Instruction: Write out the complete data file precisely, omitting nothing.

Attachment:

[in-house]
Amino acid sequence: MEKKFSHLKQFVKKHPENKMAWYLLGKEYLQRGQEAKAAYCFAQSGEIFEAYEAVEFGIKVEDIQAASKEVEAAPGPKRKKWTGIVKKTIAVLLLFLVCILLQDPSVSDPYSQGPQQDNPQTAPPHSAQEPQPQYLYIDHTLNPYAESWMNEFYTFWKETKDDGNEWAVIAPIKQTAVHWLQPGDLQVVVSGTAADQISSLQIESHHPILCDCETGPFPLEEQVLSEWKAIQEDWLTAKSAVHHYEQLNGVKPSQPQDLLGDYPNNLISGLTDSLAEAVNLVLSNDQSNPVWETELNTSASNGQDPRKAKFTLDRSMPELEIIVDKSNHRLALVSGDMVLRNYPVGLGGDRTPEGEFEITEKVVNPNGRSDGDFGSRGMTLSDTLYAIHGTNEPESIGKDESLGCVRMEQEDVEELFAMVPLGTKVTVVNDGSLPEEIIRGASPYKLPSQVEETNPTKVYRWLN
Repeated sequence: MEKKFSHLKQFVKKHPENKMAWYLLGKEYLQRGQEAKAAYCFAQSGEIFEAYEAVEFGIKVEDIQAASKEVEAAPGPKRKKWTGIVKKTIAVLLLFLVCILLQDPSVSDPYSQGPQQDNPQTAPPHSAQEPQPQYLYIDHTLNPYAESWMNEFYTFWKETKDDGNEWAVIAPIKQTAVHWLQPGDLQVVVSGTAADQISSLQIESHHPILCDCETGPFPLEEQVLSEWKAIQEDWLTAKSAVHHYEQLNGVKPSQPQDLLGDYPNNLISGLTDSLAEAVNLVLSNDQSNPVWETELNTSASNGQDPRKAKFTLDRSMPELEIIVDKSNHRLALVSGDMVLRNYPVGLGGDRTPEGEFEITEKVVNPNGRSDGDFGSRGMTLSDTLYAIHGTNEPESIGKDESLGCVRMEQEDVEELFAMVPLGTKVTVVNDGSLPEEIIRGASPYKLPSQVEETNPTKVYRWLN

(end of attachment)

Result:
[in-house]
Amino acid sequence: MEKKFSHLKQFVKKHPENKMAWYLLGKEYLQRGQEAKAAYCFAQSGEIFEAYEAVEFGIKVEDIQAASKEVEAAPGPKRKKWTGIVKKTIAVLLLFLVCILLQDPSVSDPYSQGPQQDNPQTAPPHSAQEPQPQYLYIDHTLNPYAESWMNEFYTFWKETKDDGNEWAVIAPIKQTAVHWLQPGDLQVVVSGTAADQISSLQIESHHPILCDCETGPFPLEEQVLSEWKAIQEDWLTAKSAVHHYEQLNGVKPSQPQDLLGDYPNNLISGLTDSLAEAVNLVLSNDQSNPVWETELNTSASNGQDPRKAKFTLDRSMPELEIIVDKSNHRLALVSGDMVLRNYPVGLGGDRTPEGEFEITEKVVNPNGRSDGDFGSRGMTLSDTLYAIHGTNEPESIGKDESLGCVRMEQEDVEELFAMVPLGTKVTVVNDGSLPEEIIRGASPYKLPSQVEETNPTKVYRWLN
Repeated sequence: MEKKFSHLKQFVKKHPENKMAWYLLGKEYLQRGQEAKAAYCFAQSGEIFEAYEAVEFGIKVEDIQAASKEVEAAPGPKRKKWTGIVKKTIAVLLLFLVCILLQDPSVSDPYSQGPQQDNPQTAPPHSAQEPQPQYLYIDHTLNPYAESWMNEFYTFWKETKDDGNEWAVIAPIKQTAVHWLQPGDLQVVVSGTAADQISSLQIESHHPILCDCETGPFPLEEQVLSEWKAIQEDWLTAKSAVHHYEQLNGVKPSQPQDLLGDYPNNLISGLTDSLAEAVNLVLSNDQSNPVWETELNTSASNGQDPRKAKFTLDRSMPELEIIVDKSNHRLALVSGDMVLRNYPVGLGGDRTPEGEFEITEKVVNPNGRSDGDFGSRGMTLSDTLYAIHGTNEPESIGKDESLGCVRMEQEDVEELFAMVPLGTKVTVVNDGSLPEEIIRGASPYKLPSQVEETNPTKVYRWLN